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Friday 25 April 2014

COMPASS: provision of asylum accommodation: fifty-fourth report of session 2013-14: report, together with formal minutes related to the report.

House of Commons papers (2013-14) - 1000.
Corporate Author:
Committee of Public Accounts
Author:
Margaret Hodge (chairman)

At any one time the Home Office (the Department) provides accommodation for around 23,000 destitute asylum seekers awaiting the outcome of their application to remain in the UK. The cost of providing this accommodation in 2011-12 was 150 million. In March 2012 the Department decided to introduce a new delivery model involving fewer and bigger housing providers than under previous contracts. There are now six regional contracts (known collectively as COMPASS), delivered by three prime contractors (G4S, Serco and Clearel, each of which has two contracts): these replaced 22 separate contracts with 13 different suppliers from across the private and voluntary sectors and local authorities. Savings of 140 million over seven years are forecast. The decision to rely on fewer, larger contractors was risky and has so far led to delays in providing suitable accommodation. The Department expected this to result in economies of scale. However, it is inconsistent with the Government's wider approach of encouraging more small and medium size enterprises (SMEs) to supply services to government. The transition to the new contracts was poorly managed: the three month mobilisation period for the contracts was very challenging. The Department has incurred additional costs and so is less likely to achieve the expected savings. The standard of the accommodation provided has often been unacceptably poor for a very fragile group of individuals and families and the companies failed to improve quality in a timely manner.

  • ISBN: 9780215071682
  • 6.50
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Health

WHO classification of tumours of female reproductive organs. 4th ed.

World Health Organization classification of tumours 6.
Corporate Author:
International Agency for Research on Cancer
Author:
R.J. Kurman

WHO Classification of Tumours of Female Reproductive Organs is the sixth volume in the 4th Edition of the WHO series on histological and genetic typing of human tumours. This authoritative, concise reference book provides an international standard for oncologists and pathologists and will serve as an indispensable guide for use in the design of studies monitoring response to therapy and clinical outcome. Diagnostic criteria, pathological features, and associated genetic alterations are described in a strictly disease-oriented manner. Sections on all recognized neoplasms and their variants include new ICD-O codes, epidemiology, clinical features, macroscopy, pathology, genetics, and prognosis and predictive factors. The book, prepared by 91 authors from 19 countries, contains more than 400 colour images and tables, and more than 2100 references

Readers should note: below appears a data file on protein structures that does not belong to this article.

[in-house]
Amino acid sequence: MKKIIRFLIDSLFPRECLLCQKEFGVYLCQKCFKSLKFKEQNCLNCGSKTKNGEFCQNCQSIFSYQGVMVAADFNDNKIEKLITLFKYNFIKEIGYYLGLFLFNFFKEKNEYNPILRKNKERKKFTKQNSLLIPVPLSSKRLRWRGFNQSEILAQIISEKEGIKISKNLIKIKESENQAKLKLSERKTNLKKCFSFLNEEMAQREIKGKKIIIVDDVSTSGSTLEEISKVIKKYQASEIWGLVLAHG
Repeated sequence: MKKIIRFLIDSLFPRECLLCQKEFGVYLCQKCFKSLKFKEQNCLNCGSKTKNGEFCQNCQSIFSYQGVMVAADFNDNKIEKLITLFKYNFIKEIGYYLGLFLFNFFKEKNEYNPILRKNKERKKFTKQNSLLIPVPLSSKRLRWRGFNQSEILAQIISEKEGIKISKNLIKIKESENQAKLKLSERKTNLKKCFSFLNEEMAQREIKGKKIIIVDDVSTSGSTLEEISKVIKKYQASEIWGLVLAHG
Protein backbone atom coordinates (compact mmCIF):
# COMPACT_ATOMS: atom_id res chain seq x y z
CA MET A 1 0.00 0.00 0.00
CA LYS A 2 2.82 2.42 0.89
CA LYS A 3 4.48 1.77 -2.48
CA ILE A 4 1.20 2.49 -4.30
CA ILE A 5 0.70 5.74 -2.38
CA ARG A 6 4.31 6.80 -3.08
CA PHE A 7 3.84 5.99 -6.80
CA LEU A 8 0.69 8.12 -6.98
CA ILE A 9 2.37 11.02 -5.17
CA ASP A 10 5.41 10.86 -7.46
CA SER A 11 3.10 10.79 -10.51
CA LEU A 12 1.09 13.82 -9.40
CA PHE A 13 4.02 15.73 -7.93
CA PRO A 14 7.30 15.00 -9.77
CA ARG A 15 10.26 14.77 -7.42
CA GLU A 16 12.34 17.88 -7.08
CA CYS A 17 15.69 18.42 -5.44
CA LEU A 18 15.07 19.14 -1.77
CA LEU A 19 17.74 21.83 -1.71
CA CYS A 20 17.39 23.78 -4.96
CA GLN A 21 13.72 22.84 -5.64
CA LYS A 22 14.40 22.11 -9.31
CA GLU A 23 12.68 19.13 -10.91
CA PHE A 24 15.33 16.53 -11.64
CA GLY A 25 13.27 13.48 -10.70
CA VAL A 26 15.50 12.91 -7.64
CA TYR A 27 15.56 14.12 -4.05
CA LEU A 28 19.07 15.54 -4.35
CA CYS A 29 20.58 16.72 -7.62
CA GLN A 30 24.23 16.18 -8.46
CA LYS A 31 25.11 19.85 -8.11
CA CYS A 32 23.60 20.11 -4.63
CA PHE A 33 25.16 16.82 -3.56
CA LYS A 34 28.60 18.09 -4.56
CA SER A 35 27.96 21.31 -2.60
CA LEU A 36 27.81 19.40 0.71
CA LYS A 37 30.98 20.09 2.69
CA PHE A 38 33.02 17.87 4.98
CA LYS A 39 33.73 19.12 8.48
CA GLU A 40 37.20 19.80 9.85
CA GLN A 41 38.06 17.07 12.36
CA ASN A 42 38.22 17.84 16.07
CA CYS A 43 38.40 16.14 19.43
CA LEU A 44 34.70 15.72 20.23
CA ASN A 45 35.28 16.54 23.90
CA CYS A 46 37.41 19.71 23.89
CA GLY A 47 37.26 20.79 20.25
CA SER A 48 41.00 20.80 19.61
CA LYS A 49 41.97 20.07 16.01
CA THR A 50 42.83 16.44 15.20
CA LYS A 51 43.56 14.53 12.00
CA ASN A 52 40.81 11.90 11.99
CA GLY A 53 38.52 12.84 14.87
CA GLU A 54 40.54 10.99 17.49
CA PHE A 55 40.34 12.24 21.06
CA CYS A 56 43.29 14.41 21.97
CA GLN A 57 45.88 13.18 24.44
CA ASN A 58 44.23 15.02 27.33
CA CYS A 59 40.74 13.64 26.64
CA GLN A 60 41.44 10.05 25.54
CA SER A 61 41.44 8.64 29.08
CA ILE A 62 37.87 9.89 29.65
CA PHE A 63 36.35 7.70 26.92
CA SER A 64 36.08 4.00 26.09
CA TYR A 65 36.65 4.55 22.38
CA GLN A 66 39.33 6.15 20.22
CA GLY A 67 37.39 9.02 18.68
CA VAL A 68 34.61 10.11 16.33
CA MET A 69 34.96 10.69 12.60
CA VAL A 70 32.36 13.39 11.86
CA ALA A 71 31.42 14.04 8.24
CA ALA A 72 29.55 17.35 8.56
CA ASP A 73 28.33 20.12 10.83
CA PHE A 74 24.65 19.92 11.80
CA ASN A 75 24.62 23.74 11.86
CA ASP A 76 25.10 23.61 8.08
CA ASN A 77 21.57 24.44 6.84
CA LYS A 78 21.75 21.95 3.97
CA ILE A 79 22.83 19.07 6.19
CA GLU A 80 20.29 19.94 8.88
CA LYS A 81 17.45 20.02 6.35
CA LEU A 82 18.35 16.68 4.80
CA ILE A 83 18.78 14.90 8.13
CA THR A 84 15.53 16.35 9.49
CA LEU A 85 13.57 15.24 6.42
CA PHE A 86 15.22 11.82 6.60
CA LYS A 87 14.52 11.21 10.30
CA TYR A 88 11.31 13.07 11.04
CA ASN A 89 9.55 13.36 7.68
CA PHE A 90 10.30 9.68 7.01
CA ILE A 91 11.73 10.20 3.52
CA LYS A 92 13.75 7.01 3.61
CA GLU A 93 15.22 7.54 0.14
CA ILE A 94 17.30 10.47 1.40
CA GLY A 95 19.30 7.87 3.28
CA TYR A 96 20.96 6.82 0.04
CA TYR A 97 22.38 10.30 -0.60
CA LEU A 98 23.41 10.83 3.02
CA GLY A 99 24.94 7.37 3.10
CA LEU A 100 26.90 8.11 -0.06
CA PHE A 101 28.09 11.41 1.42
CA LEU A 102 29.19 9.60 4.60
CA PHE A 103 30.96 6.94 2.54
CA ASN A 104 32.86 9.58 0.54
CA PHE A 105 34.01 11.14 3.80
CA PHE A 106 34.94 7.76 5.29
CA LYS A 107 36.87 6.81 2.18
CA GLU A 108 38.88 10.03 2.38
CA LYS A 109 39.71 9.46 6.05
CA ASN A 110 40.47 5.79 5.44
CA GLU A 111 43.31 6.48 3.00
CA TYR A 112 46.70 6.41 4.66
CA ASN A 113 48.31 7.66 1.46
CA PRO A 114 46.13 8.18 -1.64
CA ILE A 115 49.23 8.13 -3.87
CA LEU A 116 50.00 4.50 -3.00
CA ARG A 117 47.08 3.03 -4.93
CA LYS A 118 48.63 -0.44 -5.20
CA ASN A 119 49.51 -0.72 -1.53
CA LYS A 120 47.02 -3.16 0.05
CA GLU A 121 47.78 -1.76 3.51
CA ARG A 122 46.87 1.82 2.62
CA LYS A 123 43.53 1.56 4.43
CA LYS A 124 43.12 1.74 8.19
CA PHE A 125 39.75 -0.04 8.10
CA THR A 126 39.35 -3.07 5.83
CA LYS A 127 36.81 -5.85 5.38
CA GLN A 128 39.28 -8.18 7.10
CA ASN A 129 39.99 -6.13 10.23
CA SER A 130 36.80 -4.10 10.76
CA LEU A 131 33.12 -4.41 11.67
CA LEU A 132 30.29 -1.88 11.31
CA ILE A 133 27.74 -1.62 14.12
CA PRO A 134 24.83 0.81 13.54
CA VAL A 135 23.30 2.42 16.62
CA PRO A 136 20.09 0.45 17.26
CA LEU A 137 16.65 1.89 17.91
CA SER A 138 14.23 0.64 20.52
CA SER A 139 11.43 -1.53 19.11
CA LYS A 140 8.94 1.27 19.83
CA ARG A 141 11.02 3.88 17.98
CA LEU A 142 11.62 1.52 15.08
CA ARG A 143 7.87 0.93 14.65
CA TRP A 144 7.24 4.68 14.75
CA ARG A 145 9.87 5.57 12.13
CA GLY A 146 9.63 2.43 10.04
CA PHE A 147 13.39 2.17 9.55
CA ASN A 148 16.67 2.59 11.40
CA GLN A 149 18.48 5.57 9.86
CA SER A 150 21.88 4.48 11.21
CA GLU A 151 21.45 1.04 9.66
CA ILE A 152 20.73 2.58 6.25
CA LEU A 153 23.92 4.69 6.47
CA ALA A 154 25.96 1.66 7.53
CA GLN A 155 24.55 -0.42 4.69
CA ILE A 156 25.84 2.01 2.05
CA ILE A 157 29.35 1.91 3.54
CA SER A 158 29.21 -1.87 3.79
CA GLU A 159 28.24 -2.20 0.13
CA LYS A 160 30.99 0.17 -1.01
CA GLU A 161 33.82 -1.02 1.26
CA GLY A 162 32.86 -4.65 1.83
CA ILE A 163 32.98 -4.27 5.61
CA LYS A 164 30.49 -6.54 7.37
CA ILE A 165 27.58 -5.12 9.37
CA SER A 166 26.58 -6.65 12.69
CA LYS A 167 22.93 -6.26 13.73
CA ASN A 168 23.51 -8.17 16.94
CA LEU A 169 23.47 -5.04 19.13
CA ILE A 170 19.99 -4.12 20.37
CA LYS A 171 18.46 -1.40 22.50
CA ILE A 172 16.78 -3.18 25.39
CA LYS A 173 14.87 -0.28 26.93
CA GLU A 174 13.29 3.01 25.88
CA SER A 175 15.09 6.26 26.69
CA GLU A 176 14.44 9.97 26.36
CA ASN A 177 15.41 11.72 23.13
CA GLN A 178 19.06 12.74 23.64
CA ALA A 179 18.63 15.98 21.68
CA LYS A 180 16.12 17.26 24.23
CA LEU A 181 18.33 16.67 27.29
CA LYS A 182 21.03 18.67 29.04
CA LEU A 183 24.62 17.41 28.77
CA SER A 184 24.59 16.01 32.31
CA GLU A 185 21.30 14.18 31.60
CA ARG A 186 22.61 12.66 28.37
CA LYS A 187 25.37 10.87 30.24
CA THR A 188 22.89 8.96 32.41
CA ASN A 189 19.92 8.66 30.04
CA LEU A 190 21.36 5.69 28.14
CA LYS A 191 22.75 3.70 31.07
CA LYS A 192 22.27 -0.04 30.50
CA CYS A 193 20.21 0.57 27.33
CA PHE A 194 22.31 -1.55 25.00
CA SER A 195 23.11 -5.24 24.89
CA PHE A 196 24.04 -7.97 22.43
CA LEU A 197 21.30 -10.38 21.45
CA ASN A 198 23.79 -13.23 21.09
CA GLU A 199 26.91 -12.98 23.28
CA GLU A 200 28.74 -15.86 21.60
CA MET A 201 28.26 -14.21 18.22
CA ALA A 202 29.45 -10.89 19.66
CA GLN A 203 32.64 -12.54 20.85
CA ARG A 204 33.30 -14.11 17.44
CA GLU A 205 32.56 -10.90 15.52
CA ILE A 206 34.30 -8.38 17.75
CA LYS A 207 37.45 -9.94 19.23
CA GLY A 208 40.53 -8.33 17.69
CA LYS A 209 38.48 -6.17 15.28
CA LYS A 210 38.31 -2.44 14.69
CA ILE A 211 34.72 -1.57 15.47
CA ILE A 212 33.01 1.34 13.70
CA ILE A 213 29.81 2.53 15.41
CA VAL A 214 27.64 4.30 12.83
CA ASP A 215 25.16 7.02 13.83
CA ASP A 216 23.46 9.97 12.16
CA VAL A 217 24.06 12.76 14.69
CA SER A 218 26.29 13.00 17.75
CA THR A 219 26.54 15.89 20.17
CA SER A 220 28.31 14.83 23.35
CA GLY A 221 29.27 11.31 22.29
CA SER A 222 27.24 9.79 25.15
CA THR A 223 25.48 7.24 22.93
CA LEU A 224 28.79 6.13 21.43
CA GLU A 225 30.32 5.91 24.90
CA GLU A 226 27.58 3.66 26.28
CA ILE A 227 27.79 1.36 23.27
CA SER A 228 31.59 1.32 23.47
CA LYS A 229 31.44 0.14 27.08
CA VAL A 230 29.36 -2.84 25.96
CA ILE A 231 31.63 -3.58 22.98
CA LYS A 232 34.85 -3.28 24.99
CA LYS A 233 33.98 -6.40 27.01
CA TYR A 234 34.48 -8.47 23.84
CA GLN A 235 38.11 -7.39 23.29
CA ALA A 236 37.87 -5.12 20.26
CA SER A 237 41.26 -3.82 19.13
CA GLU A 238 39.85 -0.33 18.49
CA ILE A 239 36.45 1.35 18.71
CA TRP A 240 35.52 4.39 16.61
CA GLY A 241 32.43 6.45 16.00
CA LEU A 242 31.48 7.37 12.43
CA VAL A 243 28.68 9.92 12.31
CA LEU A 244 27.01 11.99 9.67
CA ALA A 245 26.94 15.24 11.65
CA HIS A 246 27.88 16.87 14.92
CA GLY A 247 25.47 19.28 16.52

• ISBN: 9789283224358
  • 120.00
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Law & Order

Social investment by charities: a consultation paper.

Consultation paper 216.
Corporate Author:
Law Commission.

Charities have traditionally both spent their funds in support of their charitable objectives, and invested so as to generate further funds for future initiatives. A charity making a social investment combines these objectives in one transaction, seeking to achieve both its charitable purposes and a financial benefit. Social investments include: individual investments, such as simple loans and share purchases; collective social investment where multiple investors pool their funds to achieve certain social outcomes; and social impact bonds. This consultation considers charity trustees' powers to make, and duties when making, social investments and to consider whether anything can be done by way of law reform to make those powers and duties clearer. Some charity trustees are not confident about making social investments because they are unsure whether their powers under the charity's governing document or under the general law authorise such investments. In addition, some charity trustees considering whether to make social investments may feel that they risk breaching their duties. The Commission provisionally proposes the introduction of a new statutory power to make social investments. The new power should supplement existing powers, forming part of the toolbox available to achieve charities' purposes. The new statutory power should be accompanied by a non-exhaustive checklist of factors that charity trustees may take into account in deciding whether to make a social investment. The consultation also concludes that permanent endowment can be used to make social investments which are anticipated to preserve the capital value of the endowment.

  • ISBN: 9780108560422
  • 21.25
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